Relapse & Eating Disorders

Thursday, May 13  •  



Recovery from an eating disorder is far from linear and can be a difficult, ongoing process. Relapse is a common part of recovery and according to the National Eating Disorders Association, is anytime an individual resorts back to disordered habits, overly obsesses about their weight, and has continuous negative thoughts regarding their body size, weight, and food. As a treatment center, we are often asked about relapse and possible prevention. Below, we have included a few answers regarding relapse and preventative measures. 

  • Know the statistics. Relapse rates for eating disorders fall between 35-41% in patients within the first 18 months after discharge. 
  • Re-engagement in treatment. The first 18 months following treatment are when the patient is at the highest risk for a relapse. It may be beneficial for a patient to continue some level of care in the 18 months post-discharge. 
  • Know the risk factors. Common risk factors include previous history of suicide attempts, previous specialized treatment for an eating disorder, the severity of obsessive-compulsive symptoms at presentation, exessive exercise immediately after discharge, and residual concern about shape and weight at discharge, severe caloric restriction, elevated work and social stressors, and slower response to treatment.
  • Be aware of warning signs. Signs to look out for include falling back into old behaviors, isolating from friends and family, refraining from recovery strategies and coping skills, increased negative thinking, and skipping meals.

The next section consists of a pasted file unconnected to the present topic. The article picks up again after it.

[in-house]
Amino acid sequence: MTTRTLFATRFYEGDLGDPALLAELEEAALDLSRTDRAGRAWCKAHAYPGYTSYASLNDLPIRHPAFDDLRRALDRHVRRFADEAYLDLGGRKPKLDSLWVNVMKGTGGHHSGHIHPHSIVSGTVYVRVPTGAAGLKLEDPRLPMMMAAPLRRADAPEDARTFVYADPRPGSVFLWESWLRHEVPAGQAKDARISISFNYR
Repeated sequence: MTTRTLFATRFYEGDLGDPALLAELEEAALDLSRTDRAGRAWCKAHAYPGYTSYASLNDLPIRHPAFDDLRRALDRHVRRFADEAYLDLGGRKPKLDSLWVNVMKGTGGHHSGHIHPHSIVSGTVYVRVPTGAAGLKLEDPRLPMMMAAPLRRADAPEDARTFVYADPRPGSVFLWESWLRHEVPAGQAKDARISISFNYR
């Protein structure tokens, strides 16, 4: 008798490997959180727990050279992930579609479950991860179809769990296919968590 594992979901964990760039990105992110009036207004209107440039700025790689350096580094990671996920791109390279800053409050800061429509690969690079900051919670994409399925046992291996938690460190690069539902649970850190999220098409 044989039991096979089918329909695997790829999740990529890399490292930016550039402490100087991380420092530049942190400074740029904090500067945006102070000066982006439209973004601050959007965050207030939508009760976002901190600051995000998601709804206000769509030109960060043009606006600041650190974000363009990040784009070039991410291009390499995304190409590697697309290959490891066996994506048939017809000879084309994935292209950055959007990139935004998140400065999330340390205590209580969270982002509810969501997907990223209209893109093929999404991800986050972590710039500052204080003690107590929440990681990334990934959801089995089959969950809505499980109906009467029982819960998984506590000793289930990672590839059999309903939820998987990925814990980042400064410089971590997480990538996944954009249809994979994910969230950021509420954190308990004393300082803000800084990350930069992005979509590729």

• Prevention. At Avalon Hills, we believe in the philosophy of Treat to Outcome. As clients progress through the various stages of their recovery program, they work with multiple professionals who will help them develop a healthier relationship with food, exercise, and their bodies. As they prepare to leave our facility, we focus on teaching effective coping strategies to deal with the inevitable challenges, stresses, and fears that may arise as they transition back into a complex and body-conscious world. As a team, we also place a heavy emphasis on creating and maintaining a lasting relationship with our clients after they leave our facility. Regular phone check-ins and in-person visits help ensure continuity of care and assists in staying on track. We believe strongly in collaborating with outpatient providers to give individuals the best possible chance of success after discharge. 

Other exercises that may help prevent relapse include listing out all of the reasons why you deserve recovery, keeping a journal of triggers, listening to music, practicing daily words of affirmation, finding laughter in your daily routine, and throwing out the scale. 

Relapse does not occur with everyone who receives treatment for an eating disorder, however, it does not hurt to know that it can occur and to be aware of the risk factors and warning signs. 

If you or a loved one are experiencing symptoms of an eating disorder or are going through a relapse, give us a call at 435-938-6060.